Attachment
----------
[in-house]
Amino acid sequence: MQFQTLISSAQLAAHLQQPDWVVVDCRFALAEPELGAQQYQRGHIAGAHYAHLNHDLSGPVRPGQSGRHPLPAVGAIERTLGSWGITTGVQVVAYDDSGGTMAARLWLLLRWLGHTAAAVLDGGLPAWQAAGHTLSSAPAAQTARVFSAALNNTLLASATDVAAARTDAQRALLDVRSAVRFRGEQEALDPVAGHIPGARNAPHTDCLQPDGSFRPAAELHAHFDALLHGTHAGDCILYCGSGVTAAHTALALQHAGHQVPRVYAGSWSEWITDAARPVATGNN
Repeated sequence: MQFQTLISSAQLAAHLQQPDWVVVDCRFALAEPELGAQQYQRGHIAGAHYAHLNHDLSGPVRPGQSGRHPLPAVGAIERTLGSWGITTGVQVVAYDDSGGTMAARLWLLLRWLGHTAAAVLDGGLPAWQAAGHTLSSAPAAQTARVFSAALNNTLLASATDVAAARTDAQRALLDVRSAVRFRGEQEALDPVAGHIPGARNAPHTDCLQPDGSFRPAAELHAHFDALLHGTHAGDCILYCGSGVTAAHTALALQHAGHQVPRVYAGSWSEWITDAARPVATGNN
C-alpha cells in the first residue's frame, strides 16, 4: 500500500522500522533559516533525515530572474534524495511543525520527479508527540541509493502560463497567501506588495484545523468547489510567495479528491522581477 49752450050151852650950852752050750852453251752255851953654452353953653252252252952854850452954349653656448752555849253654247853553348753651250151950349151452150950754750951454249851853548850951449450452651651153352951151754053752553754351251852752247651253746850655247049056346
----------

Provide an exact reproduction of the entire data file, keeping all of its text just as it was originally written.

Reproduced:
[in-house]
Amino acid sequence: MQFQTLISSAQLAAHLQQPDWVVVDCRFALAEPELGAQQYQRGHIAGAHYAHLNHDLSGPVRPGQSGRHPLPAVGAIERTLGSWGITTGVQVVAYDDSGGTMAARLWLLLRWLGHTAAAVLDGGLPAWQAAGHTLSSAPAAQTARVFSAALNNTLLASATDVAAARTDAQRALLDVRSAVRFRGEQEALDPVAGHIPGARNAPHTDCLQPDGSFRPAAELHAHFDALLHGTHAGDCILYCGSGVTAAHTALALQHAGHQVPRVYAGSWSEWITDAARPVATGNN
Repeated sequence: MQFQTLISSAQLAAHLQQPDWVVVDCRFALAEPELGAQQYQRGHIAGAHYAHLNHDLSGPVRPGQSGRHPLPAVGAIERTLGSWGITTGVQVVAYDDSGGTMAARLWLLLRWLGHTAAAVLDGGLPAWQAAGHTLSSAPAAQTARVFSAALNNTLLASATDVAAARTDAQRALLDVRSAVRFRGEQEALDPVAGHIPGARNAPHTDCLQPDGSFRPAAELHAHFDALLHGTHAGDCILYCGSGVTAAHTALALQHAGHQVPRVYAGSWSEWITDAARPVATGNN
C-alpha cells in the first residue's frame, strides 16, 4: 500500500522500522533559516533525515530572474534524495511543525520527479508527540541509493502560463497567501506588495484545523468547489510567495479528491522581477 49752450050151852650950852752050750852453251752255851953654452353953653252252252952854850452954349653656448752555849253654247853553348753651250151950349151452150950754750951454249851853548850951449450452651651153352951151754053752553754351251852752247651253746850655247049056346